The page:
FROM PRACTICE AND MASTERY, COME PLAY

Reading is so easy.. right ? One can quickly forget the challenges a language-based learning disabled (LBLD) student deals with on a daily basis. As a reader it is easy to assign reading for homework, or just ask a student to read directions. Landmark School teachers understand student frustrations – this connection between these teachers and their students is what makes Landmark an extraordinary place. My personal connection to this frustration is music.

I have a secret. I can’t read music. I can’t read music with fluency – and this is my connection, my walking a mile in another person’s shoes. To me, music is a series of marks on a page. I understand their significance. I know there are individual notes – A’s B’s, G’s – just as students know that letters on a page have meaning. I can painstakingly identify a note by its position on the staff, yet I can neither do this with speed, nor accuracy. Chords. These are whole “words” of sounds. Beyond that are major and minor chords – like symbolism or implied main ideas to a student reader.

Clearly my brain does not translate the symbols of music to any “mental sound”. I am told that many people can just look at sheet music and “ hear” sounds. I have been told “it’s easy” by some, but those comments come from people who CAN read music. It is frustrating to hear a person tell me how easy it is to read music.( “You only need to try harder.”) When we master a skill it becomes common place and assume it is easy for all to master.

I am confronted by the fact that my family is comprised of many accomplished musicians. I am the one who is different. Yet as I admit my musical failings, I know I have some musical strengths. Just as LBLD students have hidden learning strengths.

My wife inherited her grandmother’s piano. She often sits and plays all sorts of tunes. It is a beautiful piano, a Steinway. It is a reminder of my inability to read music. Sometimes, when nobody is around, I’ll sit down and I’ll try to laboriously peck out a tune. In an hour I may be able to peck out the chorus part of some popular tune. I really rely on musical “sound memory” having heard the music before. These furtive exercises remind me what efforts a student must make in order to read a paragraph. It also highlights the need for perseverance.

I am reminded of when my brother in law gave my nephew a guitar for Christmas. Upon opening the gift, he offered my nephew one observation: “When you pick up an instrument to learn it, it takes work- hours and hours of work to master it. Only through that hard work will you gain ability- and in gaining ability you will have increased fun. That is when you begin to play the instrument.” My secret regarding music is how I understand my students’ experience each day– and why I ask them to work hard… for through work there is mastery and through mastery: play.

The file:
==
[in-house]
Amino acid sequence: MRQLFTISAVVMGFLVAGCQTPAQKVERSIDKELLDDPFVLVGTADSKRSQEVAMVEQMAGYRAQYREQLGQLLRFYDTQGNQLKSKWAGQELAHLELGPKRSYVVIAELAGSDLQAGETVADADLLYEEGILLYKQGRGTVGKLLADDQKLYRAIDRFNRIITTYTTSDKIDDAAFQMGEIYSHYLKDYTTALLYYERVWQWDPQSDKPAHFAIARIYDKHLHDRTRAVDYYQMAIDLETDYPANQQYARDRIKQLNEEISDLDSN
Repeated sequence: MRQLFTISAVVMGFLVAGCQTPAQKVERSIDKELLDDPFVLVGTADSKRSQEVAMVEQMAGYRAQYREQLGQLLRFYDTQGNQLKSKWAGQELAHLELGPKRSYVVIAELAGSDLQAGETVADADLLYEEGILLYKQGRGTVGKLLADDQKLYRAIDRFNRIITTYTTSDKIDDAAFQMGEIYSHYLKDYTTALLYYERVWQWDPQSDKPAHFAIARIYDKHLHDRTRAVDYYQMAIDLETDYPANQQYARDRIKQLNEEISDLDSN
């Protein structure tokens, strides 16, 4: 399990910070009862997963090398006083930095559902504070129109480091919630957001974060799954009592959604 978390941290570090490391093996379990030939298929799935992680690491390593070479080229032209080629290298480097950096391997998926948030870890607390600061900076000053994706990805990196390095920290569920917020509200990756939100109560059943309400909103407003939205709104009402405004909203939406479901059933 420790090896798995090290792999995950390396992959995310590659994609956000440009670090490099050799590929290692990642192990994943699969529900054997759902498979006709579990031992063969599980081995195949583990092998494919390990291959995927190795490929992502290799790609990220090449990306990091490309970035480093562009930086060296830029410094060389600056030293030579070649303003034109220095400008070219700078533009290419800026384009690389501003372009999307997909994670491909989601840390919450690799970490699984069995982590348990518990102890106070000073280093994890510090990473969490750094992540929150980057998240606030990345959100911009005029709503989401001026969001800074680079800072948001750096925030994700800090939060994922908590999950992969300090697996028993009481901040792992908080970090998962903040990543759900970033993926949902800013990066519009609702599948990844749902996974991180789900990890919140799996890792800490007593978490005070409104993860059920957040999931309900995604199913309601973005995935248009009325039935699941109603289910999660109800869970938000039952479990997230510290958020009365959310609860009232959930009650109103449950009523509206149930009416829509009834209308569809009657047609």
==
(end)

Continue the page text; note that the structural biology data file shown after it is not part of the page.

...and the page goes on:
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Submitted by Doug Walker, Landmark School Faculty member and Adviser to the Landmark Lemelson-MIT InvenTeam of 2012

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3 Responses to FROM PRACTICE AND MASTERY, COME PLAY

  1. Bernadette Quirk says:

    Hi Mr Walker…My son Thom is a freshman this year, if you get a chance could you please chat with him regarding your robotics program or the inven=team? He was a member of the 2012 FFL National Champion Lincoln Blue Gear Ticks….check out their web site http://www.geartick.org. He would like to join the FRC program at Landmark!

  2. Kim Hutchinson says:

    Wonderful analogy…thank you for sharing.

  3. Roberta Stacey says:

    Doug, your analogy reflects your special insight, which is representative of the finest instructors in our field. Although I can read music, listening to foreign language being spoken, is my downfall. Don, my 77 yr.-old husband has been studying Spanish for 2 years and is struggling with it because the spoken language, which is at a normal rate of speed for the speaker, is too rapid for Don. However, he is improving through dogged practice!
    Which leads me to discuss an ideal speaking rate (in English) for instructors at Landmark. When I taught there, I read literature aloud to middle-school students at about 135 words per minute, seemingly slow, however the students’ reactions signaled to me that I was reading at their preferred listening rate of speech. Through recording and calibrating teachers’ various speaking rates, I concluded that teachers who spoke above 200 wpm were speaking too rapidly for the average Landmark student listener in the classroom.
    Thank you, Doug

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